Recent evidence has shown that epigenetic mechanisms may play an important role in the regulation of HBV replication and transcription[40]. In fact, a number of studies have uncovered the importance of viral chromatin dynamic changes (in histone composition and modification) in the regulation of virus replication and gene expression, particularly during the different stages of productive or latent infection and reactivation from latency, highlighting the possibility that epigenetic control may play a role in the outcome of infections[56]. As a note, the transcriptional activity of DNA viruses such as Epstein-Barr virus and herpes viruses appears to be under strict epigenetic control during the latency status[57,58].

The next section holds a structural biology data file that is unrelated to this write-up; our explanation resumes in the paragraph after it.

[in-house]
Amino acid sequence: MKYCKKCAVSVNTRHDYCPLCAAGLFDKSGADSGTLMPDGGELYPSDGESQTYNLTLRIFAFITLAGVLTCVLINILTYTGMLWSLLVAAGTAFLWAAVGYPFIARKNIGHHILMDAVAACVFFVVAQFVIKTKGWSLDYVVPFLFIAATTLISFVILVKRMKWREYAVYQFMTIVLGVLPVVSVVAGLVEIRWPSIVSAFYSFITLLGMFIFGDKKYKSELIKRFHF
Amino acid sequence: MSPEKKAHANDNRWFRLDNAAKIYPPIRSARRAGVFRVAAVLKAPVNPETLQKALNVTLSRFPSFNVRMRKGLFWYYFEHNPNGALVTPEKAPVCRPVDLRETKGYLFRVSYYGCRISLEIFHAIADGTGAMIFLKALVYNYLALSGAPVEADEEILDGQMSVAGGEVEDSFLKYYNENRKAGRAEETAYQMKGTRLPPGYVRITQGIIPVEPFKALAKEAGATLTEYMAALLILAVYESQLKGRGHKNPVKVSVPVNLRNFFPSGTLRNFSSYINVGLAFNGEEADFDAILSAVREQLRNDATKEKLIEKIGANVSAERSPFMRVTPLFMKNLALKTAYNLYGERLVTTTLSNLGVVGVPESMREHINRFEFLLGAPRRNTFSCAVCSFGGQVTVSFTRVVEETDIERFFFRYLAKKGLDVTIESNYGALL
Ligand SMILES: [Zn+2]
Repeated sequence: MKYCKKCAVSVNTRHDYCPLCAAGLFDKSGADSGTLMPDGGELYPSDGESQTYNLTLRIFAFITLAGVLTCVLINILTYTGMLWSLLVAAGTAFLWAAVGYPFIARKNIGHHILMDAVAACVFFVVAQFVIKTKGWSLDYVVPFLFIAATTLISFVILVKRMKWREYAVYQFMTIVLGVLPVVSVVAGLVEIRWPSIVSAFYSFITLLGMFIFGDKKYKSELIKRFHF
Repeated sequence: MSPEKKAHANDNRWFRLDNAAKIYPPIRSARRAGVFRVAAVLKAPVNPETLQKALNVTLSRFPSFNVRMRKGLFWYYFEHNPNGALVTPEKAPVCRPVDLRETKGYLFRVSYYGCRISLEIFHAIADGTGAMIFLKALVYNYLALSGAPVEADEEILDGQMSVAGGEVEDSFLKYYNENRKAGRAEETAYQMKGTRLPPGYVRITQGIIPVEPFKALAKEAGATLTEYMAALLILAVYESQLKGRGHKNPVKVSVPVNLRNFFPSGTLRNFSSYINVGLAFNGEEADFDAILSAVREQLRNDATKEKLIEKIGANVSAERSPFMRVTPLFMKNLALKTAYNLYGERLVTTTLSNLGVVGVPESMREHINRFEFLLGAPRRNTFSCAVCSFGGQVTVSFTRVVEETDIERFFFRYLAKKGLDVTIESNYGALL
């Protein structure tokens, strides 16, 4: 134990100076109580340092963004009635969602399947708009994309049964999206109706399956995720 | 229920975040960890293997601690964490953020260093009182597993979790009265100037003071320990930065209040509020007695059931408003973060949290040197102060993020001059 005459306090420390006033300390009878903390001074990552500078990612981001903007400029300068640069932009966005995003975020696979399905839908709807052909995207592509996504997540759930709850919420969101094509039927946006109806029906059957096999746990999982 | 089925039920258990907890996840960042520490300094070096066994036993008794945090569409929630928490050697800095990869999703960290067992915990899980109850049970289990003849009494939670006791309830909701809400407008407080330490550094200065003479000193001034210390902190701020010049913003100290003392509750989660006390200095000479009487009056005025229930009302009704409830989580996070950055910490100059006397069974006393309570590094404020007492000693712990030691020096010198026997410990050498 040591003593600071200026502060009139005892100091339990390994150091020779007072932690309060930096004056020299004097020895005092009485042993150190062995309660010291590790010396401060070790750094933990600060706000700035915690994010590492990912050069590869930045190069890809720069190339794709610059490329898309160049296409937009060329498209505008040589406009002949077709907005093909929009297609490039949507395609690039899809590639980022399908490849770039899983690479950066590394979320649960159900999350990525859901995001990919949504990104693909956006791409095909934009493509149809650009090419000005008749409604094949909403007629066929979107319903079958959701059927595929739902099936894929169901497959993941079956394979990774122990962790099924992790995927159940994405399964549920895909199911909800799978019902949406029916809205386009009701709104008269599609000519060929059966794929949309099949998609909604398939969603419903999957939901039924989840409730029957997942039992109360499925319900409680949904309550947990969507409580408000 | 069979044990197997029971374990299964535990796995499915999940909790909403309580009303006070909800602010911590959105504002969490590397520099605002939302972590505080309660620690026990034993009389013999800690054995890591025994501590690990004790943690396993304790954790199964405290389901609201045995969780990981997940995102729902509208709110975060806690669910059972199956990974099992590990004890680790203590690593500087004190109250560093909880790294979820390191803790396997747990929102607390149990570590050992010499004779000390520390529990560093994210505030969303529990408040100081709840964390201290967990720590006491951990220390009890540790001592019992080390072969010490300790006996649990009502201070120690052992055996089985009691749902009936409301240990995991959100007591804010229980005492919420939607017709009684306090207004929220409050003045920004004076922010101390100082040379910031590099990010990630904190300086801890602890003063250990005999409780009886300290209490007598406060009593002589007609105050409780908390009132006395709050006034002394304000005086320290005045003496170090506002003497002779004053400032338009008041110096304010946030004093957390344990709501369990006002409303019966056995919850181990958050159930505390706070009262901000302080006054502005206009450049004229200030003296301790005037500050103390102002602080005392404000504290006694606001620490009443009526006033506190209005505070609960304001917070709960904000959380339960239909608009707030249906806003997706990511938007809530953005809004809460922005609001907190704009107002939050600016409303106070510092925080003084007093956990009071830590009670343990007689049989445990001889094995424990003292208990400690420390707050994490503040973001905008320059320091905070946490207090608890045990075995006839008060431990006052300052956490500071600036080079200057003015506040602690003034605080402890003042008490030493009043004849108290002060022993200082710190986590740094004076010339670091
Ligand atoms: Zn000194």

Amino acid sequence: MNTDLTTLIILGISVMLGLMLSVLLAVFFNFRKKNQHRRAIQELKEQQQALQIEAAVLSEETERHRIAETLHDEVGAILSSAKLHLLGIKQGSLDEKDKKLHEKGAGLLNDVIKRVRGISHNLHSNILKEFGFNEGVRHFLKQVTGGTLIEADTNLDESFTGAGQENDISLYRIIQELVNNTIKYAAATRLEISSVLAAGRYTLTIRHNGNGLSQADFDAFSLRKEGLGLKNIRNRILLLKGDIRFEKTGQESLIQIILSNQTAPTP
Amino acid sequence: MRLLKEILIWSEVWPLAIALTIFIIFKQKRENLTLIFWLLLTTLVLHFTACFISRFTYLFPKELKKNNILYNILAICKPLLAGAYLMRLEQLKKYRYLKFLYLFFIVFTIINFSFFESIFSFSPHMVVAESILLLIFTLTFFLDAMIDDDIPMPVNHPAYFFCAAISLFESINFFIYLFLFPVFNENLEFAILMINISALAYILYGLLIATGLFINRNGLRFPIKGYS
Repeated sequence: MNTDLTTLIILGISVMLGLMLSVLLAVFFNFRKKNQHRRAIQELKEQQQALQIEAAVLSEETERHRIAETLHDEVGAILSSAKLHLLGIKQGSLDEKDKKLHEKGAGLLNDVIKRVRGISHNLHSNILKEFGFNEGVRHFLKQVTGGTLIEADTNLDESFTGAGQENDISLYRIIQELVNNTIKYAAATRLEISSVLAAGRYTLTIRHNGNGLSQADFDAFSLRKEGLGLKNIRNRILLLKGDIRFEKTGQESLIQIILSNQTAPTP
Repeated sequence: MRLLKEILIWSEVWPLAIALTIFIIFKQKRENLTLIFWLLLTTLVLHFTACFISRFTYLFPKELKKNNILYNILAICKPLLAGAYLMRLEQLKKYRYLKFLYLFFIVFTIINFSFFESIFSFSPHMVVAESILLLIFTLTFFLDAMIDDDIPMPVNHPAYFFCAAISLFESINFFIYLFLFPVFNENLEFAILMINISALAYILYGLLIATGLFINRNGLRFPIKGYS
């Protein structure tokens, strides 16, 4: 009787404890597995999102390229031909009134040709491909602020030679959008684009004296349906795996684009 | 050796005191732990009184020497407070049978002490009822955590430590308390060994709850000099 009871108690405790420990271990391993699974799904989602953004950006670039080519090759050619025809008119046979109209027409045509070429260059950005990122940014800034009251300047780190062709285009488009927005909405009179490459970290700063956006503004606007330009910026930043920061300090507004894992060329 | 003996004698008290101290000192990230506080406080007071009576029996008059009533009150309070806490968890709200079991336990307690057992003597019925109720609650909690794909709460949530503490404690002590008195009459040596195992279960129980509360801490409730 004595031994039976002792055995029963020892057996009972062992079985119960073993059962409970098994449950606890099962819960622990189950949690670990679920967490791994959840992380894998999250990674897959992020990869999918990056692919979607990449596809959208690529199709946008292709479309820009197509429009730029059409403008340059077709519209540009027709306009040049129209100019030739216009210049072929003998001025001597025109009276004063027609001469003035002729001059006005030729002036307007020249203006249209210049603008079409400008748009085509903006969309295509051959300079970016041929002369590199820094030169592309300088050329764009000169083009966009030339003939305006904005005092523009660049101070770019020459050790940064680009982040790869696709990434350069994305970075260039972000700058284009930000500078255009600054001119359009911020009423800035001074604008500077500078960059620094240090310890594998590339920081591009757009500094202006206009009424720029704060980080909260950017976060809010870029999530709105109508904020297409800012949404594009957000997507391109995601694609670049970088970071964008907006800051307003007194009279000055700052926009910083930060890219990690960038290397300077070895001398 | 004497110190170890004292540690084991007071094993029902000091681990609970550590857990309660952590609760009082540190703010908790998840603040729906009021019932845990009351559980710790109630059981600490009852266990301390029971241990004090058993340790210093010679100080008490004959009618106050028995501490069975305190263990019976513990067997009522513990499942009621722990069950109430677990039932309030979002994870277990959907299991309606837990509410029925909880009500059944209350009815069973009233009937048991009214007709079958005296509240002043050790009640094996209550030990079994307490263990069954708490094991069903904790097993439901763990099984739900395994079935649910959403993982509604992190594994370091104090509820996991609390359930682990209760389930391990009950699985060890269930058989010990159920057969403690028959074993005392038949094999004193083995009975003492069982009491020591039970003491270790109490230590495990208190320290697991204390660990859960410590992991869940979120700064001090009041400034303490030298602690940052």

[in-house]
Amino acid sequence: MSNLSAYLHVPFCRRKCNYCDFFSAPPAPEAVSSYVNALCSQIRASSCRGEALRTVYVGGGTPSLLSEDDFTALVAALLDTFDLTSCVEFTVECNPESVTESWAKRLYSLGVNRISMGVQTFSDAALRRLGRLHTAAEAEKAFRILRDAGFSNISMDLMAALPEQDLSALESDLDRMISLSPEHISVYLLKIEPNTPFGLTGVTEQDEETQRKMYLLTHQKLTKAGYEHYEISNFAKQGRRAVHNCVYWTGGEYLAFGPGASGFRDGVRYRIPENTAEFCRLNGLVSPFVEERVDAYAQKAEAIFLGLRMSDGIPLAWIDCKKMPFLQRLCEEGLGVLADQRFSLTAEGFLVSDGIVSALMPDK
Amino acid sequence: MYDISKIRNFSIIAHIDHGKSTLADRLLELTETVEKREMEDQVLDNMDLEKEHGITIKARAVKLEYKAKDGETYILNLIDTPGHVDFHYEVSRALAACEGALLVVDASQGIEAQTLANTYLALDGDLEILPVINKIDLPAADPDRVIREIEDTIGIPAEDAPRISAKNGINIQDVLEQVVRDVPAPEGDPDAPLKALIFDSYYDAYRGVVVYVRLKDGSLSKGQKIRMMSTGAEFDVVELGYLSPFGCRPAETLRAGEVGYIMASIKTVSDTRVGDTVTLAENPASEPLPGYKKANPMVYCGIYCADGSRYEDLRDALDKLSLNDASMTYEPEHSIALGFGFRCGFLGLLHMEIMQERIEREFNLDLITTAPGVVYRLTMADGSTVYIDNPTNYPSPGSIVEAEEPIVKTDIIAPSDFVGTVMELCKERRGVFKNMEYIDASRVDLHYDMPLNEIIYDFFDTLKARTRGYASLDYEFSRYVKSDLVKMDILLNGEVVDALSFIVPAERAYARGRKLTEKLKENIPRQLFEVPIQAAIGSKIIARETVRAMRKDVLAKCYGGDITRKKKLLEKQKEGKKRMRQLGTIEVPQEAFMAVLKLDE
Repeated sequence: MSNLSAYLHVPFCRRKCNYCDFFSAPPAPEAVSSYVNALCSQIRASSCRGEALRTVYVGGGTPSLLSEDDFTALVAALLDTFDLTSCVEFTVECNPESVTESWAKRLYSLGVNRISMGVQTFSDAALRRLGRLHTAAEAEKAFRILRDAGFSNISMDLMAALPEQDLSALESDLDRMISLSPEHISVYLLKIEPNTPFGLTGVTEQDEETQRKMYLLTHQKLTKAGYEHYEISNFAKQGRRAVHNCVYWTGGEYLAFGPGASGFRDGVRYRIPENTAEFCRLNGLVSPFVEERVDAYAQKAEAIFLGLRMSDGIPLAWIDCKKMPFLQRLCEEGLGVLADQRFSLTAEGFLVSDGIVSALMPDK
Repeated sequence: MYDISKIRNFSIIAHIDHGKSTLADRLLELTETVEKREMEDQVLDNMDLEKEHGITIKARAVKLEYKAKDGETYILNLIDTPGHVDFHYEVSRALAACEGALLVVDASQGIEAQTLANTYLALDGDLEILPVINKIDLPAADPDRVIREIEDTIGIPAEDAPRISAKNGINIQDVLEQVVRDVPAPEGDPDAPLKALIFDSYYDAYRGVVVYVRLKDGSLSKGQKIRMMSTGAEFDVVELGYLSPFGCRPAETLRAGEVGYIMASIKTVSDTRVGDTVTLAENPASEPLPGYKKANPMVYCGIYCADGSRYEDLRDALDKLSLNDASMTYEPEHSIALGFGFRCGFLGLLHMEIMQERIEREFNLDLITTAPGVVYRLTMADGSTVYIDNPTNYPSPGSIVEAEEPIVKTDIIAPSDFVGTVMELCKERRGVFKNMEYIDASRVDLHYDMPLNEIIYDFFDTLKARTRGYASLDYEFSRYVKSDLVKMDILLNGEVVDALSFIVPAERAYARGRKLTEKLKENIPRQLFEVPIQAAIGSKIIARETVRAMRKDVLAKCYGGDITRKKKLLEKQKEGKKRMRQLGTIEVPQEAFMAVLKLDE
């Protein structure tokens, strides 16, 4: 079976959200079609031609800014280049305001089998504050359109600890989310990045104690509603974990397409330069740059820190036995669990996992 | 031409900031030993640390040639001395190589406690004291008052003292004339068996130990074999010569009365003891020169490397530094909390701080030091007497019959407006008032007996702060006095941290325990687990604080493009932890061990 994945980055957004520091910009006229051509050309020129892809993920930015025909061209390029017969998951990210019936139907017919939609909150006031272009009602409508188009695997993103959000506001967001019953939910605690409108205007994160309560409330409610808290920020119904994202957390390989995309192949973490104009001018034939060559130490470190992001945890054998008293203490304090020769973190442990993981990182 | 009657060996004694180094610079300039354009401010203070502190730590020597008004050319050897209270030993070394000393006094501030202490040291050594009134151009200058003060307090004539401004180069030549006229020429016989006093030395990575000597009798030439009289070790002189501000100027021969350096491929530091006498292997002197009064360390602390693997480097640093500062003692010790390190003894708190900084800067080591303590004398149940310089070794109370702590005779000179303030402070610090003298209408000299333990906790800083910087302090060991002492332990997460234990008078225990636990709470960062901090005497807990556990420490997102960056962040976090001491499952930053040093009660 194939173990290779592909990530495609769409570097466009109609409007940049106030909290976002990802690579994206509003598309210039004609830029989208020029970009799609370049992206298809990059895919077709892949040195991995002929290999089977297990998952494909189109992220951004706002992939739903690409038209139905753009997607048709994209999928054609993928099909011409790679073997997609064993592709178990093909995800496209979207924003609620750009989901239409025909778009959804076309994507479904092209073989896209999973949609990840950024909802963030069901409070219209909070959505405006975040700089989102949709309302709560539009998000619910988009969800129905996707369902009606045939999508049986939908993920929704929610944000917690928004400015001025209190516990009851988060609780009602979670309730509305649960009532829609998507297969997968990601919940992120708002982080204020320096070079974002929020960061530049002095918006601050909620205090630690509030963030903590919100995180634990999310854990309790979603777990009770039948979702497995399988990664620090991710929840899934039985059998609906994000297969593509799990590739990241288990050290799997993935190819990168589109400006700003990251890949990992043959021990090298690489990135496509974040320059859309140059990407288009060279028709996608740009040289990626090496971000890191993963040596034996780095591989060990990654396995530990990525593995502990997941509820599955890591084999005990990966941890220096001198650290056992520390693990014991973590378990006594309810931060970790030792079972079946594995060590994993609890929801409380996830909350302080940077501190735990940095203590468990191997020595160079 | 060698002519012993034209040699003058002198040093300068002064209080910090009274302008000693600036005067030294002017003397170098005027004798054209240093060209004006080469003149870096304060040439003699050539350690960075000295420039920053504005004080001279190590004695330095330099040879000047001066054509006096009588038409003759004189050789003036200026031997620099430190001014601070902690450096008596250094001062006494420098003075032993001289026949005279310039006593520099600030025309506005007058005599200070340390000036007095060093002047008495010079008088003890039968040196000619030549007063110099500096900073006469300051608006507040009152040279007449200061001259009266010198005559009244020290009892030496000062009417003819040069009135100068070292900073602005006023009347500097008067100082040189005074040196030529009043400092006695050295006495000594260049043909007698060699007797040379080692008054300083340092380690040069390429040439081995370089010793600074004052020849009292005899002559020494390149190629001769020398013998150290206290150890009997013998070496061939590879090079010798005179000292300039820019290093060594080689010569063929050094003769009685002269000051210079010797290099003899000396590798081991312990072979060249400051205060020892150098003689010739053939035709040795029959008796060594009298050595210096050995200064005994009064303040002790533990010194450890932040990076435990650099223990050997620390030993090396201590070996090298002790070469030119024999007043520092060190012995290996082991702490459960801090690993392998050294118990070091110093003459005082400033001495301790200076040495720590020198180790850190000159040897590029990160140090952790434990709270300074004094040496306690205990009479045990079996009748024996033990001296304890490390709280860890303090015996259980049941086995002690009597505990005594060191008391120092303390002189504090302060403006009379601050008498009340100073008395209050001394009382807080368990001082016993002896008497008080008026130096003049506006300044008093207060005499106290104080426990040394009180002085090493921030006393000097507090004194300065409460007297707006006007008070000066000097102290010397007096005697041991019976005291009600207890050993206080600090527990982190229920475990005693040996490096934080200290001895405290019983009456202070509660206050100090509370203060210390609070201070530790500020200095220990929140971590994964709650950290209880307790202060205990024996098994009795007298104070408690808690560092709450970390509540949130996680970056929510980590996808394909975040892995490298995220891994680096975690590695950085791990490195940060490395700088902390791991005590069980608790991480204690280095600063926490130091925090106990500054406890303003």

HBV cccDNA molecules are harbored in the nucleus of infected hepatocytes as stable minichromosomes packaged into nucleosomal arrays by histone and nonhistone proteins, and similarly to host cell chromatin are subjected to the same enzymatic activities involved in chromatin remodelling. In vivo and in vitro data have provided evidence showing that HBV replication is regulated by the acetylation status of viral cccDNA-bound H3/H4 histones. Interestingly, recruitment of histone deacetylases onto the cccDNA was correlated with low HBV replication in vitro and with low viremia in vivo[59]. Consistent with this finding, class I and class III histone deacetylase inhibitors trichostatin, valproate, and nicotinamide induced an evident increase of both cccDNA-bound acetylated H4 and HBV replication[59]. It is worth mentioning that valproate, which is used clinically as an anticonvulsant and in the treatment of bipolar syndromes, has been shown to reactivate HBV in infected patients[60,61]. In addition to the posttranslational modifications of histones, methylation of CpG-rich regions (CpG islands) in the HBV DNA appear to significantly contribute to the regulation of HBV replication and gene expression[33,40,62,63].